New Year’s Customs and Superstition
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New Year’s Customs and Superstitions
At one time in (Scotland .Ireland, Wales) the Highlands, traditionally on ”Hogmanay,” or New Year’s Eve, a young man dressed in cow-hide and , attended by youths who carried sticks to which a piece of cow-hide was attached, visited one b y one, all the houses in the neighbourhood. Upon reaching each home, he would run around it three times with a trail of other youngsters close behind. As they circled the house they would make a great noise and beat against the walls of the house. Naturally when they were invited in, the leader would then say, “May God bless the house and all that belongs to it, cattle, stones and timber! In plenty of meat, of bed and body clothes, and health of men may it ever abound!”
This odd old custom is now been adapted into what is known as “first-footing.” When people visit houses just after midnight, to wish old acquaintances and friends a happy New Year and to bestow on them gifts (that include red-herrings and coins for brining good luck), they must pay heed to who enters the house first. For instance, if a dark-haired man is the first person to cross the threshold of a house after midnight on New Year’s Eve, plenty of good luck will come all during the year. It is not unusual therefore for a member of the household, that happens to have dark hair, to go outside and come back in again just after midnight, so as to ensure this good fortune.
Outrages as this may seem in our modern day, some still hold the old belief that if a woman, or men that are squint-eyed, flat-footed, or red-haired, are the “first-footers”, in other words be the first to go in after midnight, it would mean bad luck for the inhabitants of that home. Meanwhile, a man with a high instep or one who comes on a horse is considered especially lucky. An amusing thought made me smile, imagining a rider (mounted on a stallion) fighting the traffic in our densely populated cities to manifest at someone’s doorstep, what a pandemonium that would create.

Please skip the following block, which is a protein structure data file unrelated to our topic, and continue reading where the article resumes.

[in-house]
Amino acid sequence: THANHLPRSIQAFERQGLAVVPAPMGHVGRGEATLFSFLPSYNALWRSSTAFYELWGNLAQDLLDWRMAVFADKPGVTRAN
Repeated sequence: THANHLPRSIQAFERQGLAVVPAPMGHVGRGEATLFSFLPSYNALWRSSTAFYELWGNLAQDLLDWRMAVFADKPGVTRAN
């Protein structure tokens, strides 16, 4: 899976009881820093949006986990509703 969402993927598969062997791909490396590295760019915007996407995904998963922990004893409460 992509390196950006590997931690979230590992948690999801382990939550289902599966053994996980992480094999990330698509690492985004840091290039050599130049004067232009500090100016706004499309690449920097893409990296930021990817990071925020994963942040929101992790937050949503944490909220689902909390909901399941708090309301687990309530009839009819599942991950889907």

Here’s a harmless one: the moment the hour has turned midnight, the head of the household must open the front door in order to allow the Old Year to pass out and the New Year to come in.
And don’t forget to have the house cleaning, dusting, vacuuming and so forth completed well before the New Year’s Eve, to avoid the sweeping of good fortune from your house. That’s right, no sweeping after the festivities, and definitely not on the first day of New Year. Hide all the vacuum, mops and brooms so as to prevent accidental breach. You must do the same with knives and scissors, for any use will cut your luck for that following year. Don’t worry these restrictions are there only for one day.
We all have digital, electronic clocks these days that require no particular attention; however in the olden days, it must have been quite a task to go around and wind up all clocks in the house immediately after the New Year began, so as to endow the house with good fortune in the coming year.
On New Year’s Day if, upon rising, a girl should look out of her bedroom window and see a man passing by, she may reckon to be married before the year is finished.
In order to ensure good fortune in love, freedom from ill health and general prosperity all during the year, you should on New Year’s Day, dance in the open air and around a tree. (This is also considered a good cure for the hangover and I imagine a good laugh for all your neighbours.)
Finally, children born on New Year’s Day aside from the general distinction, it said to bring great fortune and prosperity to all members of that household.
Wishing you a joyous holiday season and a New Year filled with peace and happiness.